Ireland's ban on abortion led to the death of Savita Halappanavar an inquest found
Proposed new legislation won't change Ireland's general ban on abortion, Prime Minister Enda Kenny said Wednesday, but is about "saving lives" when pregnant women are in danger.
Ireland's government published the proposed measure late Tuesday to clarify what happens when there's a threat to the mother's life, including a risk of suicide.
The government wants the legislation, the Protection of Life during Pregnancy Bill 2013, to become law before the summer recess at the end of July.
Kenny, Ireland's Taoiseach or prime minister, acknowledged in a speech how contentious the proposal may be in the majority Roman Catholic country.
"This is an issue that has been very divisive and contentious for over 30 years," he said. "It's also an issue that is complex and sensitive, about which many Irish people have sincere and strongly held views.
"We are a compassionate people. This is about women, it is about saving lives -- the life of the mother and the life of the unborn."
The government's aim, Kenny said, "is to protect the lives of women and their unborn babies by clarifying the circumstances in which doctors can intervene where a woman's life is at risk."
At the same time, he said, the bill "restates the general prohibition on abortion in Ireland."
The draft bill seeks to bring the country's legislation into line with a Supreme Court judgment two decades ago that it is legal to end a pregnancy when there is a risk to the life of the mother.
Ireland has also had to look again at its abortion legislation because of its obligations under European human rights law.
Presentation of the draft law follows calls for change from some quarters after the death last October in Galway of an Indian-born dentist who was denied an abortion while miscarrying.
The coroner at an inquest into the death of Savita Halappanavar this month recommended that authorities lay out exactly when doctors can intervene to save the life of a mother.
Ireland's Deputy Prime Minister, or Tanaiste, Eamon Gilmore pointed out Wednesday that a small number of pregnant women do find themselves in the awful situation where their life is in danger.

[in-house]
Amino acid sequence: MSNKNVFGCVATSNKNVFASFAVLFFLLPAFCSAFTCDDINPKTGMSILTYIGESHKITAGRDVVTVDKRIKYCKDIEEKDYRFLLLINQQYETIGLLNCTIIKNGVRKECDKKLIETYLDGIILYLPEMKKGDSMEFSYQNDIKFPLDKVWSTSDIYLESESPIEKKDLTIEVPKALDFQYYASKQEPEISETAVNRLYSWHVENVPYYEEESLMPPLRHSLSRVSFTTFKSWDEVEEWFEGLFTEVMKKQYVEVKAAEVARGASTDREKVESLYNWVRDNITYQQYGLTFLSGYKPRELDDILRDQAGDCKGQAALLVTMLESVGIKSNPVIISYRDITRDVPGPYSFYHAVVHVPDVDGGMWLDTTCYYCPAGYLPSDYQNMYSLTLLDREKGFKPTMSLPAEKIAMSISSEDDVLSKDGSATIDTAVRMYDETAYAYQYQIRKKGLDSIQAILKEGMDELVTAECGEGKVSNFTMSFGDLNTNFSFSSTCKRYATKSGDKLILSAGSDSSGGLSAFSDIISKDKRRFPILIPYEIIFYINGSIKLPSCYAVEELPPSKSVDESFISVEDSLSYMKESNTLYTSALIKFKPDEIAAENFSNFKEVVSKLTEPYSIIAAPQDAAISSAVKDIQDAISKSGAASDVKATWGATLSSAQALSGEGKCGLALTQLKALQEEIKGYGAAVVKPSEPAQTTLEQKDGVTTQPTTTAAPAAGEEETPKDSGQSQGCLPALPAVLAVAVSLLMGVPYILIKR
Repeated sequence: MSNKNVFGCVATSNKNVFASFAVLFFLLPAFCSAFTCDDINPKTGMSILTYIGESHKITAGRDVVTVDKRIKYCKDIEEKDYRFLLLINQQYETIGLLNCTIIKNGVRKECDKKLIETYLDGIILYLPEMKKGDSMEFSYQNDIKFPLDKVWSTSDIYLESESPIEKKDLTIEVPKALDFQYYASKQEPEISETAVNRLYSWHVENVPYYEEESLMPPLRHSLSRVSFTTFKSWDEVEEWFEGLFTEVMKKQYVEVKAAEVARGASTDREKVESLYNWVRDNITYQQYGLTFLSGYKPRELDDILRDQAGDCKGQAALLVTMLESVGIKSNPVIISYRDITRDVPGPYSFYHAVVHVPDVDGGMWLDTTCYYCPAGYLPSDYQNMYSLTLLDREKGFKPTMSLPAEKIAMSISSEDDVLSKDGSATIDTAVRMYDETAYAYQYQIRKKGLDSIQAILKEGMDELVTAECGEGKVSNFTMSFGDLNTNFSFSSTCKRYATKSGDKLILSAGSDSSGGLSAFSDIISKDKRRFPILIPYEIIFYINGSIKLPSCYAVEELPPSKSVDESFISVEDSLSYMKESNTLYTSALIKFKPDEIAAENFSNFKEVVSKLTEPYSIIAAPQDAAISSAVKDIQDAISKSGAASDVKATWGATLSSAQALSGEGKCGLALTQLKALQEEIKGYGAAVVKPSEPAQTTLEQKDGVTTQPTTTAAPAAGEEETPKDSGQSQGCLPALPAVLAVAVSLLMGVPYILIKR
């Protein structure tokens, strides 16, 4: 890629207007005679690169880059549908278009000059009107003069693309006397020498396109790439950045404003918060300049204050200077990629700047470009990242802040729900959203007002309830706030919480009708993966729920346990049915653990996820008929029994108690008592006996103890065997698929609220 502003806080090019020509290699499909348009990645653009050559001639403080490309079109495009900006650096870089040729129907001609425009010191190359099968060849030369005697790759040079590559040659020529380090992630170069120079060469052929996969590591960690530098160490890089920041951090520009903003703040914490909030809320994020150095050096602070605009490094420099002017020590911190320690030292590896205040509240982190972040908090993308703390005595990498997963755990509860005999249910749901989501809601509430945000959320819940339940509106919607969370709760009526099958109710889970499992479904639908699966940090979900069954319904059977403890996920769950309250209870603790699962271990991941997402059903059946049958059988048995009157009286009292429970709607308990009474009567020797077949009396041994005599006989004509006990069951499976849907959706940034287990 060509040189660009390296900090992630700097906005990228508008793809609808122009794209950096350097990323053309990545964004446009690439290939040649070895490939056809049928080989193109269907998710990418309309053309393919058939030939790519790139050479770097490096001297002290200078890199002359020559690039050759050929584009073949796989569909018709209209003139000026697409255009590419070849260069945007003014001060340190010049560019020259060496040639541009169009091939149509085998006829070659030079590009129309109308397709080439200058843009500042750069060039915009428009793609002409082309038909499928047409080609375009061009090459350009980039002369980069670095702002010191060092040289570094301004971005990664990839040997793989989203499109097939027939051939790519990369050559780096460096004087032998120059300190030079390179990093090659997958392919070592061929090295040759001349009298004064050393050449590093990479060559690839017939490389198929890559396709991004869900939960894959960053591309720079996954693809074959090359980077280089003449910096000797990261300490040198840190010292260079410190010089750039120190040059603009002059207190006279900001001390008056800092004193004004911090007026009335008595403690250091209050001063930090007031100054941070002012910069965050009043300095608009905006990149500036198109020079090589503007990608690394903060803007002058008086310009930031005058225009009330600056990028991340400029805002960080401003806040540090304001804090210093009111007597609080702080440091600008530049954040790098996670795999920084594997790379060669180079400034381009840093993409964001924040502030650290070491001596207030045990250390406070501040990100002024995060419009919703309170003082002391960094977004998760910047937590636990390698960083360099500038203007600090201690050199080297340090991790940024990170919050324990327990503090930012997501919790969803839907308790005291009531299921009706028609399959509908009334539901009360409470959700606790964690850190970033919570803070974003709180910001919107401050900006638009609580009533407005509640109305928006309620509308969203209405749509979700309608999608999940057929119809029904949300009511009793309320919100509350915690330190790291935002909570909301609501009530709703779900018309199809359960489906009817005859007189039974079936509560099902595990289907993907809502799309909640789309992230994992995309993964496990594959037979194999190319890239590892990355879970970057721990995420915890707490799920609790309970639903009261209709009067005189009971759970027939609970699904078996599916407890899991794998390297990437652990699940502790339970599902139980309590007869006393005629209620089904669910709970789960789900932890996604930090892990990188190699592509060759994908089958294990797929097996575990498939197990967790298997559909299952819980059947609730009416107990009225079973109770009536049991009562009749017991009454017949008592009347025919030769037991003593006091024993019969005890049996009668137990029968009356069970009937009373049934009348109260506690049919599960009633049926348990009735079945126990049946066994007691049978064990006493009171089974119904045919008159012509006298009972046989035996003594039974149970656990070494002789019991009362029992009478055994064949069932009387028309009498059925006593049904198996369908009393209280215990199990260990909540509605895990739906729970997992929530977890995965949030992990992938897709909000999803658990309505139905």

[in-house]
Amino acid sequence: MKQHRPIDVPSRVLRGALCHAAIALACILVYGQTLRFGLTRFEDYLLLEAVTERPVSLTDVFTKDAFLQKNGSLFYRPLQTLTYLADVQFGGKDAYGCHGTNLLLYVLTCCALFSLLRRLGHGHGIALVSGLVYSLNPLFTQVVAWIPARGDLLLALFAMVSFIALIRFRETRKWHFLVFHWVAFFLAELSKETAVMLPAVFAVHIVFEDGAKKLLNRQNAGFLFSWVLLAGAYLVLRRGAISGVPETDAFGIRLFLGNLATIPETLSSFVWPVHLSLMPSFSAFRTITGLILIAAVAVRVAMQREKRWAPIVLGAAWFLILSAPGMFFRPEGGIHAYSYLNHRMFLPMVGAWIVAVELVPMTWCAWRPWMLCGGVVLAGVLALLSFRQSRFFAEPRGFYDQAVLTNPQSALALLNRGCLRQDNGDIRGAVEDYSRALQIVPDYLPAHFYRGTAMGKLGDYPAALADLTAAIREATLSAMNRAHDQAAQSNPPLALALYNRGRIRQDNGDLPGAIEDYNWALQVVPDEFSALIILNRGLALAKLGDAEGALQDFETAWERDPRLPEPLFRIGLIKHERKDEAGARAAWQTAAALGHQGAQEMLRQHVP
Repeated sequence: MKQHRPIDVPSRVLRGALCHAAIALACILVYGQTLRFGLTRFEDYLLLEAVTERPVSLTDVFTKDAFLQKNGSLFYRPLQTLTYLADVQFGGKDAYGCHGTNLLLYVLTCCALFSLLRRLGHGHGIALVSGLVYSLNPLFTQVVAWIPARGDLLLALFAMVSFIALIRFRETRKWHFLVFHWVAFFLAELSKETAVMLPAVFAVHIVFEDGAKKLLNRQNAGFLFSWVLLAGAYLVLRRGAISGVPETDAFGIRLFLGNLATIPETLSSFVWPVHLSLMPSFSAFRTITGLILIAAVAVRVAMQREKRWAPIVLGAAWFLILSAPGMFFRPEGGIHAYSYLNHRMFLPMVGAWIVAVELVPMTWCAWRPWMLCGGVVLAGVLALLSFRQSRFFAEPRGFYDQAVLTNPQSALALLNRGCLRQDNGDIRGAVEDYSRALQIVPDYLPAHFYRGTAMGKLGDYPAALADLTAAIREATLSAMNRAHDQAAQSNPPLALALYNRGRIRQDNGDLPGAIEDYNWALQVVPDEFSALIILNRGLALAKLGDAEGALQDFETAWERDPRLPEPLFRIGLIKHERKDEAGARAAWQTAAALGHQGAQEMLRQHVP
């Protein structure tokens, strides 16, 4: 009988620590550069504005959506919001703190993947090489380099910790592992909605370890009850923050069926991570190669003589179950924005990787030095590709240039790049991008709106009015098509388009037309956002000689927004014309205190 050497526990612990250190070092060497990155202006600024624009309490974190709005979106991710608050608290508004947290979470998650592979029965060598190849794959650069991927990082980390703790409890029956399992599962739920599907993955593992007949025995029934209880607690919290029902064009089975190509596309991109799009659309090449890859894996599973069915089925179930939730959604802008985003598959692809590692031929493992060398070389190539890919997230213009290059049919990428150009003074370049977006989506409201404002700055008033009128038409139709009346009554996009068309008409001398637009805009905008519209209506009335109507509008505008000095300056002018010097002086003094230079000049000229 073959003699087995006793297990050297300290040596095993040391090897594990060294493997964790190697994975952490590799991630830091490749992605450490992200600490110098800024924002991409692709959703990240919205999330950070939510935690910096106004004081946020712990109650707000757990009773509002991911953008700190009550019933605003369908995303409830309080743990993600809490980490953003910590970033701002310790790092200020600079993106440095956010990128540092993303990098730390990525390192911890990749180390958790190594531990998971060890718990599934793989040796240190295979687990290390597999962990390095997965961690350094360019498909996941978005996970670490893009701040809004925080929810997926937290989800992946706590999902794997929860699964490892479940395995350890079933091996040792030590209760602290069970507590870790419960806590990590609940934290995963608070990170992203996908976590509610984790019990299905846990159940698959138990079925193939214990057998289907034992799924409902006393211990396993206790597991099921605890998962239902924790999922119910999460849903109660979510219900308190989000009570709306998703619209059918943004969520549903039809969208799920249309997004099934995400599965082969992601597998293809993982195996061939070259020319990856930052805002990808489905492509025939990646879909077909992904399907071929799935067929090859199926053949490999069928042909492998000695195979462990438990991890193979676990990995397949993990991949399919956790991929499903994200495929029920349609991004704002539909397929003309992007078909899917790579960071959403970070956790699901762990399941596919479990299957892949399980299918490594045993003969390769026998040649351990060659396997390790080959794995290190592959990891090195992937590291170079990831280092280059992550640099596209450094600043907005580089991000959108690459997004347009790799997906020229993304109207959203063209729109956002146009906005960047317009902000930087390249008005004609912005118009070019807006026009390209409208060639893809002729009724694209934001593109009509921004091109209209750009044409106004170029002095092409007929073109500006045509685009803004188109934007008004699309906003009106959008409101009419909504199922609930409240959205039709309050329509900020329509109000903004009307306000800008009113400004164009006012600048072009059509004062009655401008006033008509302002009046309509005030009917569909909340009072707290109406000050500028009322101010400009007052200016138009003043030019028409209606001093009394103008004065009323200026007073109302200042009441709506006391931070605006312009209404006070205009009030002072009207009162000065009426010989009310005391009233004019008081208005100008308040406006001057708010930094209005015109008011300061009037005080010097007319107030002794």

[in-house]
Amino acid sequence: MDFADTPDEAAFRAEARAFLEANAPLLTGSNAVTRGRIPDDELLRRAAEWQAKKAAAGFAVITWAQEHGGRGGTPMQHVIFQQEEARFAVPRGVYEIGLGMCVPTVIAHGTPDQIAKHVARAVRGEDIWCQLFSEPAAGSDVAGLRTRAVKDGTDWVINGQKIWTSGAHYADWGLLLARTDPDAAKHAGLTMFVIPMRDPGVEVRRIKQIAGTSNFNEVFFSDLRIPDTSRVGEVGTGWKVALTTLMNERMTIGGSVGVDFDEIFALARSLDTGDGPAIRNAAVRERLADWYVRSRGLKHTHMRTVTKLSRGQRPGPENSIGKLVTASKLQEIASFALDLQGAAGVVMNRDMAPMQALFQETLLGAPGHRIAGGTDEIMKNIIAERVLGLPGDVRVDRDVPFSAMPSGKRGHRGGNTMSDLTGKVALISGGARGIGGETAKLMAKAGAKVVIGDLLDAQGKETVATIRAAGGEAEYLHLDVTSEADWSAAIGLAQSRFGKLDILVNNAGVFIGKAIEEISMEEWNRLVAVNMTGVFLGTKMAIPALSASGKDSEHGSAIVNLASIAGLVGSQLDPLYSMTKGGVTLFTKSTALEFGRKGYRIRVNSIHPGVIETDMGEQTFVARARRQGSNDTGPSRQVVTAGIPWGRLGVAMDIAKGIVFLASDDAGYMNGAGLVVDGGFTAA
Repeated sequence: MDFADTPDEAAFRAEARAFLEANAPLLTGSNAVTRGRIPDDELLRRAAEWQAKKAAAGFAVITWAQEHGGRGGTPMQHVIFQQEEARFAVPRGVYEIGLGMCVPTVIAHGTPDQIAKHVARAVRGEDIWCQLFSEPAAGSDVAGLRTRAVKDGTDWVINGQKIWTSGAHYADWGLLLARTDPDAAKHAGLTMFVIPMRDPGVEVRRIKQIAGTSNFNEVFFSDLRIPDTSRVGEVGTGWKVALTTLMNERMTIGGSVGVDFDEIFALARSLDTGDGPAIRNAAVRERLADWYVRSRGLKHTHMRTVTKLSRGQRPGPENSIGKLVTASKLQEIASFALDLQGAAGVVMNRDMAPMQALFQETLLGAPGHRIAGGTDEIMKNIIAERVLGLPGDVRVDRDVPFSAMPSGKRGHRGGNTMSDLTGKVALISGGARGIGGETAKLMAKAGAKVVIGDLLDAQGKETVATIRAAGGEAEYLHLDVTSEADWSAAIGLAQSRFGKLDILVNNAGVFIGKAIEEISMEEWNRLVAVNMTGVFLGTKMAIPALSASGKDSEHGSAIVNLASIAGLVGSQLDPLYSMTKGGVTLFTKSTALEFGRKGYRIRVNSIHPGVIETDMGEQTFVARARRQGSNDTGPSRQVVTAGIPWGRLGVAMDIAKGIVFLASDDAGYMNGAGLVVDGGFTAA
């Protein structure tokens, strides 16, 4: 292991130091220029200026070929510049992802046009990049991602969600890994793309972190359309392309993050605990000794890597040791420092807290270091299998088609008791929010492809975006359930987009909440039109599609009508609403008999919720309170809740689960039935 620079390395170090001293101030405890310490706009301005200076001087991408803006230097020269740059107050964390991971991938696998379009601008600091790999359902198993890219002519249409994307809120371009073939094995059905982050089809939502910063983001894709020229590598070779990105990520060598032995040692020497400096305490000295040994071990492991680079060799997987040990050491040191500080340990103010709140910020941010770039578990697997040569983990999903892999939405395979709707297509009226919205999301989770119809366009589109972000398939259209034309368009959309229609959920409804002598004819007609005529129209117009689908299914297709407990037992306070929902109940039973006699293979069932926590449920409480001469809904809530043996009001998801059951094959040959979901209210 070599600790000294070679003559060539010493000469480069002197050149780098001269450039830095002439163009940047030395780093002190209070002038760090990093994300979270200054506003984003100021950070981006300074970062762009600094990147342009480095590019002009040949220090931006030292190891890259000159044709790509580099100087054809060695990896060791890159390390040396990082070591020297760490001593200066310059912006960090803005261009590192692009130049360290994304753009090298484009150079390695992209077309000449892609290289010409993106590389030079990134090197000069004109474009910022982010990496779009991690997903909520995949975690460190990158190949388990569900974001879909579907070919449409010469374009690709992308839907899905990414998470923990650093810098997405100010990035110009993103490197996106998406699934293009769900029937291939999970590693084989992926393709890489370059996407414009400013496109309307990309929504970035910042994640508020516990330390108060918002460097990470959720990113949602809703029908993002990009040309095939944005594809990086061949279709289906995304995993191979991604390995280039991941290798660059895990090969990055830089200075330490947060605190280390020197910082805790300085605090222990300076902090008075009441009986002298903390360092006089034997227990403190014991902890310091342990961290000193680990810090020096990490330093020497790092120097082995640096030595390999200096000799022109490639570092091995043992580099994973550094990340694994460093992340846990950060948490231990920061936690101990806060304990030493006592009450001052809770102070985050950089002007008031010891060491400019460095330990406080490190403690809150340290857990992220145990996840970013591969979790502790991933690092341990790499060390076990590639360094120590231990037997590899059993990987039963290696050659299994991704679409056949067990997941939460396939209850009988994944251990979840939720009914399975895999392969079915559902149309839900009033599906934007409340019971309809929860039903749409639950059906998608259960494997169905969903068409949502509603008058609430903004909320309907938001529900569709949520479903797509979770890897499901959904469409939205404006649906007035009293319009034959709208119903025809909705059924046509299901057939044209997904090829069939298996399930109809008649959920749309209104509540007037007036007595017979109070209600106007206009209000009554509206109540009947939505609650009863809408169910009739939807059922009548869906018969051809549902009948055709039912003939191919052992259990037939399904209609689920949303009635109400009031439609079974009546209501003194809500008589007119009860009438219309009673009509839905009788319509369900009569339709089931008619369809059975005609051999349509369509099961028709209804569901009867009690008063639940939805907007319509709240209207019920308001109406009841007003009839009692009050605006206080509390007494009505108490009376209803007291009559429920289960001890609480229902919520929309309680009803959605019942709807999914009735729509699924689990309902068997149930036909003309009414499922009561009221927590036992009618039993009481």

"Women have a right to know, that if the worst happens, they will be able to have life-saving treatment," he said.
"For years, they have been denied that right: the simple right of knowing that, in the final analysis, their doctor can act to save their life. And the doctors who treat them, also need to know where they stand if they act to save a mother's life.
"Yesterday, the government made a decision that that right will now be vindicated."
The government says its proposed bill sets out a "clear legal framework" for women and medical practitioners in Ireland.
"It will provide legal clarity for the medical profession of the circumstances where a medical termination is permissible where there is a real and substantial risk to the life, as distinct from the health, of a woman as a result of a pregnancy," a press statement said.
Under the draft legislation, when the threat is not from suicide, two doctors must jointly certify that there is a "real and substantial risk" of the loss of the pregnant woman's life, and that they believe abortion is the only way to avert that risk.
One of the doctors must be an obstetrician or gynecologist, and at least one of the two should consult with the woman's own doctor where possible.
When the risk to the pregnant woman's life is from suicide, the assessment must be made by an obstetrician or gynecologist and two psychiatrists.
The legislation also makes clear that it is not an offense for a doctor to terminate a pregnancy in the case of a medical emergency if there is an immediate threat to the pregnant woman's life.
The procedure must be carried out by a registered medical practitioner at an appropriate location, the draft text states.
The final decision on whether to carry out the abortion will always be made by the pregnant woman, it adds.
The bill must still undergo detailed discussion and debate by lawmakers before it can become law.
Journalist Peter Taggart contributed to this report.